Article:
Pop culture obsessives writing for the pop culture obsessed.
A skier being pulled behind a car in Earl’s Court, London. (Photo: Terry Fincher & Michael Stroud/Express/Getty Images)

Three staffers, three unabashed recommendations.

Money Train

Like so many other people on staff, I’ve given a good deal of thought to Christmas movies that aren’t about Christmas. You might have read my last installment in this series, a brief write-up of While You Were Sleeping; Psych: The Movie also recently enjoyed these hallowed halls of holly, or however that song goes. But a movie I haven’t talked up nearly as much, despite always feeling it’s good holiday viewing, is Money Train. Joseph Ruben, who’s overseen a number of dysfunctional (to say the least) homes on the big screen, helmed this 1995 shoot-’em-up starring Wesley Snipes and Woody Harrelson as foster brothers who are closer than most identical twins. They both work the transit cop beat, but they’re otherwise polar opposites: Harrelson is the fuck-up, and Snipes the good son (where have we seen that in Ruben’s oeuvre before?). Women (Jennifer Lopez, offering an early glimpse of her Out Of Sight star quality), ambition, and just plain bad luck come between the brothers, who have to knock out a tyrannical Robert Blake before the movie wraps. The holidays provide the backdrop and the fuel for a heist on the eponymous mode of public transportation. It’s loud and brash, and gets by in good part on the cast’s great chemistry. Money Train is also the last movie Harrelson and Snipes made together—a cameo in Play It To The Bone for the Blade star notwithstanding—but they hadn’t lost their rapport. [Danette Chavez]


A home rowing machine

In summer I exercise outside. In winters past I’d promise myself I’d go to the gym instead, and I never, ever did. Gyms suck. So this year I bought myself a home rowing machine, and it is wonderful. I work out in the winter, without ever stepping foot in a dumb gym. Plus, I watch the TV I want to watch. The only downside to my home rowing machine is that, because it was cheap, it’s developed an annoying habit of squeaking just when a TV actor drops their voice dramatically, and I have to rewind and turn up the volume to hear what they said. I image if I had dropped a bigger chunk of change for a more expensive machine, it might not squeak, but it’s a small price to pay for the big advantage of working out in my own home. [Caitlin PenzeyMoog]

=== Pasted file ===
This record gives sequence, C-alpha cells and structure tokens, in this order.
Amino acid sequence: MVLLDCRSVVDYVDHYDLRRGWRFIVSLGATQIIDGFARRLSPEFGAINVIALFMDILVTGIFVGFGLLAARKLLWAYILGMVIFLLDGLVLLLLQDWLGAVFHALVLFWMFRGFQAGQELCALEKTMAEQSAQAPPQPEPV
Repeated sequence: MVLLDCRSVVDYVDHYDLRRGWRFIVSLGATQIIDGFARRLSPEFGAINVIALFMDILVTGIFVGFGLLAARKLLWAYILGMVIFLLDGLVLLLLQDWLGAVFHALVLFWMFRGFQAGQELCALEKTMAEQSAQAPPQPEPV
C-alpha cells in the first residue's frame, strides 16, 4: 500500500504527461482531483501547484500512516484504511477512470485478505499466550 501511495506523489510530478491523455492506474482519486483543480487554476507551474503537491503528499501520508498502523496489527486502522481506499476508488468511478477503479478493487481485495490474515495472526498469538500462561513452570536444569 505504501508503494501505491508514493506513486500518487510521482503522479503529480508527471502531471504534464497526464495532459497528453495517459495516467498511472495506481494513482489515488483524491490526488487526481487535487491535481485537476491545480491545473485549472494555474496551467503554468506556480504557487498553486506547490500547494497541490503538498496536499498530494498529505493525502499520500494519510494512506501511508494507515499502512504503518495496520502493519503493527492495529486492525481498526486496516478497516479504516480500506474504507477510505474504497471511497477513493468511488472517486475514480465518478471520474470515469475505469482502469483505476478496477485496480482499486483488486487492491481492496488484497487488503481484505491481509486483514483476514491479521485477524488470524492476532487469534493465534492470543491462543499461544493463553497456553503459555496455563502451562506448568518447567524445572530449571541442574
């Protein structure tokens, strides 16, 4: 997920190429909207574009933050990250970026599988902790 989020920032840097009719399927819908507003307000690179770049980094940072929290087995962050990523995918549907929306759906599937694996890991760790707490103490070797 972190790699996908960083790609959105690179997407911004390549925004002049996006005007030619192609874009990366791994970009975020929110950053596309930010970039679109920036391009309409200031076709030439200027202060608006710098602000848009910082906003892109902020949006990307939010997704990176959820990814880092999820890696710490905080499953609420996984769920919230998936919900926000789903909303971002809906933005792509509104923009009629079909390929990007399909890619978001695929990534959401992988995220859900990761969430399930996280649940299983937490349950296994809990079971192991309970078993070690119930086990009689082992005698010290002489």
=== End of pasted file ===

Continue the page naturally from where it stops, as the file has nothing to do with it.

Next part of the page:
Dr. Jart+ Ceramidin cream


Winter has arrived in Chicago, and with it a dramatic increase in the amount of time I spend every day thinking about different moisturizers and the necessity for such. Last winter I discovered the one thing that actually works to banish the flakes that start forming on my cheeks as soon as the dry indoor heat kicks in. That would be Dr. Jart+ Ceramidin cream, which smells vaguely medicinal and comes out of the tube a shade of yellow reminiscent of the faded mustard color sometimes used to paint hospital hallways. I’m not really selling it as a luxury beauty item with that description, I know, but I don’t really need to go on and on about its aesthetic virtues, because this stuff works. Red, chapped cheeks? Soothed. Flaky skin that only looks worse when you put makeup on it? Smoothed. It’s even effective against Kleenex nose. And yes, it’s expensive, but here’s the thing—the sheet masks they sell at Sephora and the like are insanely overpriced. Go to a Korean grocery store (or even on Amazon) and pick up a big stack of them for $1 apiece, then spend the savings on this cream. Sound good? [Katie Rife]

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